ICO confirms not all UK Google Street View data was destroyed
Data protection watchdog claims search giant may have breached the terms of its undertaking by failing to delete payload data.
Google has written to the Information Commissioner’s Office to confess that some of the data collected during its Street View initiative was not destroyed as instructed.
The case was recently reopened by the ICO, following a report by the US Federal Communications Commission, which suggested Google Street View had deliberately set out to collect peoples’ personal information.
The search giant had agreed with the ICO to delete all of the data acquired by its Street View team in November 2010, claiming it had been collected in error.
The ICO confirmed today that Google has written to the data protection watchdog to confirm that not all of the collected data has been destroyed.
The Google letter claims the payload data was recovered following a review of the Street View disk inventory. The letter confirms that some of the data had been obtained in the UK.
“The fact that some of this information still exists appears to breach the undertaking to the ICO signed by Google in November 2010,” said the ICO statement.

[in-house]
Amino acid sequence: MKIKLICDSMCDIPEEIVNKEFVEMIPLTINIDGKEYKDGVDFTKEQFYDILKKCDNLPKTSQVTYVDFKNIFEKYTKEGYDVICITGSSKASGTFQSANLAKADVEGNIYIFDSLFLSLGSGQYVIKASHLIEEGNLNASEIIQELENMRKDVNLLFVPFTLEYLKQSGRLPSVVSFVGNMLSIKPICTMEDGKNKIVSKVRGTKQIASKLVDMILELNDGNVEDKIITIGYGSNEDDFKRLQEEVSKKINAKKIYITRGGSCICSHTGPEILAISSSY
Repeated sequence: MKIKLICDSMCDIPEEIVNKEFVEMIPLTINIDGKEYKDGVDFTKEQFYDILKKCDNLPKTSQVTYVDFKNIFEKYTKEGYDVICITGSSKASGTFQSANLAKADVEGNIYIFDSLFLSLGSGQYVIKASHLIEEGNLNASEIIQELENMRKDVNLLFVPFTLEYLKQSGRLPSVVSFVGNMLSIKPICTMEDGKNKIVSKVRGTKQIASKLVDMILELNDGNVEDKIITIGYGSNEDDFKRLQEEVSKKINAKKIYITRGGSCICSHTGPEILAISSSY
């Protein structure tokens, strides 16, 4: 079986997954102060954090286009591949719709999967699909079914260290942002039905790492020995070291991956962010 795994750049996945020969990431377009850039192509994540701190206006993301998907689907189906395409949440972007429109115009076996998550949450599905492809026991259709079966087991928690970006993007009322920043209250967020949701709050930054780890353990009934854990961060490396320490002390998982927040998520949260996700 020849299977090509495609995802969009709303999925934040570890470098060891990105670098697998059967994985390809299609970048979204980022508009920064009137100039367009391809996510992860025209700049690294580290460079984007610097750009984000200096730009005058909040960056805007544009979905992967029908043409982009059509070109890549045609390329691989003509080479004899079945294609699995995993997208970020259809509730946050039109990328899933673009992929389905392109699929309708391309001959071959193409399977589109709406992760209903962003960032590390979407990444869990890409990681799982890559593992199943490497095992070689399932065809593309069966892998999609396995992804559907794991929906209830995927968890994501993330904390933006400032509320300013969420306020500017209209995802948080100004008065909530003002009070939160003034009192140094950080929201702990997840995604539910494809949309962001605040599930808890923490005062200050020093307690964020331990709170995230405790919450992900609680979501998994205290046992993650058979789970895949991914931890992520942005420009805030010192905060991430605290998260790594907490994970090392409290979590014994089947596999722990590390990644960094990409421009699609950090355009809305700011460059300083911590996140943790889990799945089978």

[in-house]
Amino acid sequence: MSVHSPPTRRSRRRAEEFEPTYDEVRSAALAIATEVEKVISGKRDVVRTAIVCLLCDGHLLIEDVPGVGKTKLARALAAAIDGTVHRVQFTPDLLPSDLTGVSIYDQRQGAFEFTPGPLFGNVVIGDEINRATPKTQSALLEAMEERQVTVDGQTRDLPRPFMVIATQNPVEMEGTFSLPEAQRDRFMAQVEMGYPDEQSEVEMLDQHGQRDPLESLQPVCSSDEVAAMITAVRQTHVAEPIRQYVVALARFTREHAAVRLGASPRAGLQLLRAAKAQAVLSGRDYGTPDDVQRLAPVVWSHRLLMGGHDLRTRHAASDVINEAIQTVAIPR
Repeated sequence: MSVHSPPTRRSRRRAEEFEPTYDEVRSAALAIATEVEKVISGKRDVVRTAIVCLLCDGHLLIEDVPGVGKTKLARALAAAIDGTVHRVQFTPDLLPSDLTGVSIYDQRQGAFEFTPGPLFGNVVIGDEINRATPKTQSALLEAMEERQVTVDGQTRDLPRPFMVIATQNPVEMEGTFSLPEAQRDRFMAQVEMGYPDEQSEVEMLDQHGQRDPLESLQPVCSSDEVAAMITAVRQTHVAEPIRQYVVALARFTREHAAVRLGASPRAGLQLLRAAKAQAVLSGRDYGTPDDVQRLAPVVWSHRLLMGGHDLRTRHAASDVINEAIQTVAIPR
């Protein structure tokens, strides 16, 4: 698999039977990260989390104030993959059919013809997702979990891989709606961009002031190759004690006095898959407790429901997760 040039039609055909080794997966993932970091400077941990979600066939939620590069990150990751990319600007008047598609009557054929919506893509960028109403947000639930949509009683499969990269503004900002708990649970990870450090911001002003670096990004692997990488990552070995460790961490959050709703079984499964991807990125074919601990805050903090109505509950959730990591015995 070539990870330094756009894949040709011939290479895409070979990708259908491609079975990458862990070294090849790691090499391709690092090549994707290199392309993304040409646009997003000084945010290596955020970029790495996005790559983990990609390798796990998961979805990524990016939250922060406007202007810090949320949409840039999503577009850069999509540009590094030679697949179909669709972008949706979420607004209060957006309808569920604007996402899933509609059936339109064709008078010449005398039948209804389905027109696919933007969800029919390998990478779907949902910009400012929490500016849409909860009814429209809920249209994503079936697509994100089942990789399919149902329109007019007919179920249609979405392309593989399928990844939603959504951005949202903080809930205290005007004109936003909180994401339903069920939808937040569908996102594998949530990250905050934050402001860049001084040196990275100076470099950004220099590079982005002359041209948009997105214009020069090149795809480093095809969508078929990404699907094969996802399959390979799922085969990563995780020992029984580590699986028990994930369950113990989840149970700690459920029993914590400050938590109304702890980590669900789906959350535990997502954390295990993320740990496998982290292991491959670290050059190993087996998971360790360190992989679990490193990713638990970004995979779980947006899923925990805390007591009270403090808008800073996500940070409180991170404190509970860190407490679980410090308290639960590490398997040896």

“The ICO has always been clear that this should never have happened in the first place and the company’s failure to secure its deletion as promised is a cause for concern.”
In the Google letter, the company asks the ICO for guidance about what to do with the data, as it would like to delete it.
“Our response, which has already been issued, makes clear that Google must supply the data to the ICO immediately, so that we can subject it to forensic analysis before deciding on the necessary course of action,” the statement continued.
"We are also in touch with other data protection authorities in the EU and elsewhere through the Article 29 Working Party and the GPEN network to coordinate the response to this development.”
At the time of writing, IT Pro was awaiting a response from Google to the ICO's statement.